Channel Shifting: How to Optimize Your Marketing Investment

Jun 21, 2012 1:57 AM  By

Channel shifting is an old concept which is re-emerging with the advent of new technologies consumers use to interact with a brand. Today’s consumers are leveraging these communities and technologies to interact with brands. This behavior suggests that merchants must be proactive in their efforts to create a unified brand presence that transcends channels, platforms, and technologies.

The key value behind channel shifting is to drive consumers from more expensive channels (e.g. contact centers) to less expensive channels (online purchasing or social assets). Organizations should target the ‘right customer’ to the ‘right channel’ to shorten the path to purchase.

By using channel shifting as a level, merchants can identify methods to increase their volume, size-of-purchase, and top-line growth while continuing to reduce the cost to service its customers. This service not only includes the purchase cycle, but also post-purchase support.

Before allocating investment dollars to a channel-shifting project, merchants should consider a two-part evaluation exercise comprising an internal examination of brand, product and channel, along with a customer behavior investigation to determine the “right channel” mix to maximize top-line revenue. Here’s how to optimize your marketing investment.

Evaluate – Internal: Starting with an inward focus, the firm must consider whether channel-shifting is the appropriate approach to drive revenue growth.

  • Understand the brand qualities that should be present in the customer experience (e.g. a luxury brand may pride itself on high-touch customer service and therefore may want to direct customers to retail outlets).
  • Review products that may be a good fit for different channels (i.e. a b-to-b software company has certain products focused on individual purchasers which can be sold online vs. other enterprise-grade products that may need require interaction with a salesperson).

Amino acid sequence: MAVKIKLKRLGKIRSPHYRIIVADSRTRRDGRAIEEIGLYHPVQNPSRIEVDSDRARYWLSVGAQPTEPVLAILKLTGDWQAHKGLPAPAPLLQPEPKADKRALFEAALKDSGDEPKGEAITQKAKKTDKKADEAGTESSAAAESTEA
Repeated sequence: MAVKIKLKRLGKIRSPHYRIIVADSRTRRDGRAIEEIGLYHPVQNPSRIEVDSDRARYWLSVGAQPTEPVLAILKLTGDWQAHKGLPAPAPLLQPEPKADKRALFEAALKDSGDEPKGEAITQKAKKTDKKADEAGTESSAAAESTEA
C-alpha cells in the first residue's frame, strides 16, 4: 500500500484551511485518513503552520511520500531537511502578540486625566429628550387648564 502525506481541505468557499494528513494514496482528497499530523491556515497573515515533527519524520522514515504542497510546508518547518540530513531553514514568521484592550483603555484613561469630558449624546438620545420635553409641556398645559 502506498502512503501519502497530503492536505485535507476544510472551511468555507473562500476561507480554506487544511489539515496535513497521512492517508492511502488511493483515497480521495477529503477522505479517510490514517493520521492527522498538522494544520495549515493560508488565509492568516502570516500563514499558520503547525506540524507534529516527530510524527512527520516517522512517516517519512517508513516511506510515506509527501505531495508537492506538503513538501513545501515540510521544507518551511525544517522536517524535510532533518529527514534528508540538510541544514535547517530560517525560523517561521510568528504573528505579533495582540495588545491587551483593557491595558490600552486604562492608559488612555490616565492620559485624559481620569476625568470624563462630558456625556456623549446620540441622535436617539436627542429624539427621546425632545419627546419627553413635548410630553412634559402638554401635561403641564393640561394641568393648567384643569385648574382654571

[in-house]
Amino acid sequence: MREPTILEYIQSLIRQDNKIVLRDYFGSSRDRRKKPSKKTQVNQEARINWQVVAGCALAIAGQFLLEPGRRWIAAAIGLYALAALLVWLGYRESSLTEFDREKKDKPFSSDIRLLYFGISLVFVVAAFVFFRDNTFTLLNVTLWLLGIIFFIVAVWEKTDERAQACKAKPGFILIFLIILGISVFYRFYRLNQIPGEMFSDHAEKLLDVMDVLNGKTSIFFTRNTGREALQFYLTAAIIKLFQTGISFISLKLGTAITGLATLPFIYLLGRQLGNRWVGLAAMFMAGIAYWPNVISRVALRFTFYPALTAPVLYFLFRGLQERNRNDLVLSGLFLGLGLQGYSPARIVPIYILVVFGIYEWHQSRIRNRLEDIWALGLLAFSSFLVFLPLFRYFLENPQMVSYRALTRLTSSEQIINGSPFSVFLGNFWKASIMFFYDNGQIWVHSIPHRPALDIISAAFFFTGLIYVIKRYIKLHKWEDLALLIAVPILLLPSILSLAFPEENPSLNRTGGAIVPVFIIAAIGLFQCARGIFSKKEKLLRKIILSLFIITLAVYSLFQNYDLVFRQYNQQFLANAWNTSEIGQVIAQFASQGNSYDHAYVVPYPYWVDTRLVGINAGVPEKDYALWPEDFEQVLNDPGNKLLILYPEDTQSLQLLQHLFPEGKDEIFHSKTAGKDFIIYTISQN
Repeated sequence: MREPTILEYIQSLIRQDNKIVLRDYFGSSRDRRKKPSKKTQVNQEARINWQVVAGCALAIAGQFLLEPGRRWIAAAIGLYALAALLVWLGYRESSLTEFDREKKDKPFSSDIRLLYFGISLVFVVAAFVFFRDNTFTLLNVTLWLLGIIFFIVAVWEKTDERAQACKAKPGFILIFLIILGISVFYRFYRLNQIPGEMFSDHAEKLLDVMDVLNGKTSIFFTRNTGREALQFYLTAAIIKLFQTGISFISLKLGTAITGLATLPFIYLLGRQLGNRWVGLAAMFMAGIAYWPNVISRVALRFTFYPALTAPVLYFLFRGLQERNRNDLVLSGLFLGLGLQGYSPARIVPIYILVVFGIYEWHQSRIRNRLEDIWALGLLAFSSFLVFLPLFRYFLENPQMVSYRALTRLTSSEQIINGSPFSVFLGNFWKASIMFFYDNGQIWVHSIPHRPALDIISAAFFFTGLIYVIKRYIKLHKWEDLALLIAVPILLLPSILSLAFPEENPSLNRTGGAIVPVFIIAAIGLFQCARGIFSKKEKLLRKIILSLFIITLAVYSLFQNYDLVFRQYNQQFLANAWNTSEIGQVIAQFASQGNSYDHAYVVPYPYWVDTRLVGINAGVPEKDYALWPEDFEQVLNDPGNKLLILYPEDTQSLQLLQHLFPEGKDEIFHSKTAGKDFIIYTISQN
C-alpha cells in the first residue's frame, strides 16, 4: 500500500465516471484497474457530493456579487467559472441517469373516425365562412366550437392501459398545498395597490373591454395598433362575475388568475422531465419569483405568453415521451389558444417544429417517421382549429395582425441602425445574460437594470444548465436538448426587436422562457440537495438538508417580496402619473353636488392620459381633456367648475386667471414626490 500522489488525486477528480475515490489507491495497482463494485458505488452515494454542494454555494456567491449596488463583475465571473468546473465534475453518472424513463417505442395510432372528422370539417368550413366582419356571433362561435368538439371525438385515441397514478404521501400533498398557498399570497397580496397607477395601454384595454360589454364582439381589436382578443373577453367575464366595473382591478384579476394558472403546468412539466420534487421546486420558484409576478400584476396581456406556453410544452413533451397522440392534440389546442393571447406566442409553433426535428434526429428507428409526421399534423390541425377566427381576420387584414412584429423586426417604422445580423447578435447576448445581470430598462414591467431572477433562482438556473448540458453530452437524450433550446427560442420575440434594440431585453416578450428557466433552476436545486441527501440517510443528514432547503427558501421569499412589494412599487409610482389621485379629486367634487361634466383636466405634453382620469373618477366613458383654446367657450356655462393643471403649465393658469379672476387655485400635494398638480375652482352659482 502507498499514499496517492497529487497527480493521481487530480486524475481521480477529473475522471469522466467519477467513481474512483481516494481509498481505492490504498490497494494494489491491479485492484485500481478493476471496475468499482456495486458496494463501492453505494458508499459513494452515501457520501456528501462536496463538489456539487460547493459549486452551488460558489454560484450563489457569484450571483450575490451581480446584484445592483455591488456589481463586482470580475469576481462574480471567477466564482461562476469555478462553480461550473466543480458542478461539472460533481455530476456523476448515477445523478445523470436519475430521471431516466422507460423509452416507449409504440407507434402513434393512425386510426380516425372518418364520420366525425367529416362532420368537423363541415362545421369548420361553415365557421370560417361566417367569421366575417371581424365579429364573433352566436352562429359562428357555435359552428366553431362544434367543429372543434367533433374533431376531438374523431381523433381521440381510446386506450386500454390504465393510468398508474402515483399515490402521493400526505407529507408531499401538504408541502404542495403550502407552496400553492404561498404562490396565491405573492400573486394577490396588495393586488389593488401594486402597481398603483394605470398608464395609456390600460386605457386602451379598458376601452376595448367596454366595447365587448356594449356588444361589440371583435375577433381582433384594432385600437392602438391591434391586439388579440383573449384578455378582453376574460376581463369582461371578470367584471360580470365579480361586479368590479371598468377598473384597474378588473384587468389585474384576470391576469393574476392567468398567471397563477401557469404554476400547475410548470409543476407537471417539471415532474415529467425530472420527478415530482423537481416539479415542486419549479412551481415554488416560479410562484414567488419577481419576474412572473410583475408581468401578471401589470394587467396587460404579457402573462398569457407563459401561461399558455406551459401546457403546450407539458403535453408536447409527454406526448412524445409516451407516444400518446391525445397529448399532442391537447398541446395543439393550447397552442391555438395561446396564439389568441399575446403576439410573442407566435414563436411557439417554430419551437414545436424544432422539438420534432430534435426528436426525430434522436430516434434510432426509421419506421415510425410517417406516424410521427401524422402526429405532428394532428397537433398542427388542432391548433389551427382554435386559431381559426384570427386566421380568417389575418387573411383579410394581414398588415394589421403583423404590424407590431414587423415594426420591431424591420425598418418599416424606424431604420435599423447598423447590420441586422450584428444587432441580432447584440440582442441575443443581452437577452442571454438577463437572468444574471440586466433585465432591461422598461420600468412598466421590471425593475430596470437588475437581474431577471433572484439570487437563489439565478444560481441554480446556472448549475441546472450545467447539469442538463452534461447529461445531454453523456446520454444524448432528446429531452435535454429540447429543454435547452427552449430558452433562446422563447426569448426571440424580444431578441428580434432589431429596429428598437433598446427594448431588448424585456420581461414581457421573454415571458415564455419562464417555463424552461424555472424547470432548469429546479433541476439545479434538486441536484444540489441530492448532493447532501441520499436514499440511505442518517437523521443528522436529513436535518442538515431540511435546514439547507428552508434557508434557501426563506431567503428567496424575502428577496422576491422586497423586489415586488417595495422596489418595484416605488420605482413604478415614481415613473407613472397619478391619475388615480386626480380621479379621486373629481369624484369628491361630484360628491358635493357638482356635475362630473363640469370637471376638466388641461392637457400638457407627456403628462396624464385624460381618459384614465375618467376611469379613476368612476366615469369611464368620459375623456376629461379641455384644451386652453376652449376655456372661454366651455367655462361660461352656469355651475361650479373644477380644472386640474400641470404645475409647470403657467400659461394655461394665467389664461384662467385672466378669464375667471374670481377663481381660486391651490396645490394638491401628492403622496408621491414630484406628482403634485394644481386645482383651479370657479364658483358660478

• Reflect on channel utilization to ensure that potential channel conflicts and cannibalization issues are addressed.

Evaluate – Customer Behavior: To determine the appropriate investment in channel-shifting initiatives, a firm must review and analyze customer behavior across all channels in consideration (e.g. online, offline, social).

  • Understand your customer’s purchase journey (Are your customers utilizing social or online channels to examine products and interact with other customers? Are there purchase barriers?
  • Examine historical customer data in order understand revenue attribution (Can you assign some portion of the revenue obtained to an influencing channel, such as social?).
  • Dissect your customers based on data patterns (Can you group customers into ‘types’ based on the path they take within and across channels? Are you able to identify customer motivations based on the interaction they have with the brand and/or other customers?).

Based on an evaluation of customer behavior and through the use of analytical tools, organizations can start to create target segments that are ripe for channel shifting. These customers can be primary candidates for marketing promotion testing (remember to utilize experimental design techniques to associate causality).

As is the case with all behavior modification, channel shifting requires successive attempts to encourage customers to shift to a less expensive channel while taking care to minimize customer churn. Through this iterative process of testing and retesting marketing promotions, the firm will gain wisdom regarding its customers and channels.

Shamez S. Dharamsi is an associate principal in the sales and marketing services division for data management, middle and back office operational support, and analytics provider eClerx.